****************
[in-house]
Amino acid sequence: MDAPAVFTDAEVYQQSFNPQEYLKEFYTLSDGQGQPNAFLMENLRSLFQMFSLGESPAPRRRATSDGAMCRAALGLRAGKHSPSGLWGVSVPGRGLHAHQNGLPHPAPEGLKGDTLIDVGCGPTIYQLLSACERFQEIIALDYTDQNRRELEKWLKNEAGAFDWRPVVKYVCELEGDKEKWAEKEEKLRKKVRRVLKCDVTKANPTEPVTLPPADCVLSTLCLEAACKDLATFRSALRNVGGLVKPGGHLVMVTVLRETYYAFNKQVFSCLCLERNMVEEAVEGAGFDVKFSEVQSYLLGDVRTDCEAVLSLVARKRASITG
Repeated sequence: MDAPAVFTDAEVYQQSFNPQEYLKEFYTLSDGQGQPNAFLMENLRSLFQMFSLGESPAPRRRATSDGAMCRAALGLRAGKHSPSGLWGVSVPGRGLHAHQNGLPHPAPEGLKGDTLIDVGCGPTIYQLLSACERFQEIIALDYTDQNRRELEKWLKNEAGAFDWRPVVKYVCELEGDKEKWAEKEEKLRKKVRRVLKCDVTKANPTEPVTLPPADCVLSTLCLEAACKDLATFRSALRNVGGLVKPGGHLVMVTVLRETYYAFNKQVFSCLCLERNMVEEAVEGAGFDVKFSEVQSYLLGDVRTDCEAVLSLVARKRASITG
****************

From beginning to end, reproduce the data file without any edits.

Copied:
[in-house]
Amino acid sequence: MDAPAVFTDAEVYQQSFNPQEYLKEFYTLSDGQGQPNAFLMENLRSLFQMFSLGESPAPRRRATSDGAMCRAALGLRAGKHSPSGLWGVSVPGRGLHAHQNGLPHPAPEGLKGDTLIDVGCGPTIYQLLSACERFQEIIALDYTDQNRRELEKWLKNEAGAFDWRPVVKYVCELEGDKEKWAEKEEKLRKKVRRVLKCDVTKANPTEPVTLPPADCVLSTLCLEAACKDLATFRSALRNVGGLVKPGGHLVMVTVLRETYYAFNKQVFSCLCLERNMVEEAVEGAGFDVKFSEVQSYLLGDVRTDCEAVLSLVARKRASITG
Repeated sequence: MDAPAVFTDAEVYQQSFNPQEYLKEFYTLSDGQGQPNAFLMENLRSLFQMFSLGESPAPRRRATSDGAMCRAALGLRAGKHSPSGLWGVSVPGRGLHAHQNGLPHPAPEGLKGDTLIDVGCGPTIYQLLSACERFQEIIALDYTDQNRRELEKWLKNEAGAFDWRPVVKYVCELEGDKEKWAEKEEKLRKKVRRVLKCDVTKANPTEPVTLPPADCVLSTLCLEAACKDLATFRSALRNVGGLVKPGGHLVMVTVLRETYYAFNKQVFSCLCLERNMVEEAVEGAGFDVKFSEVQSYLLGDVRTDCEAVLSLVARKRASITG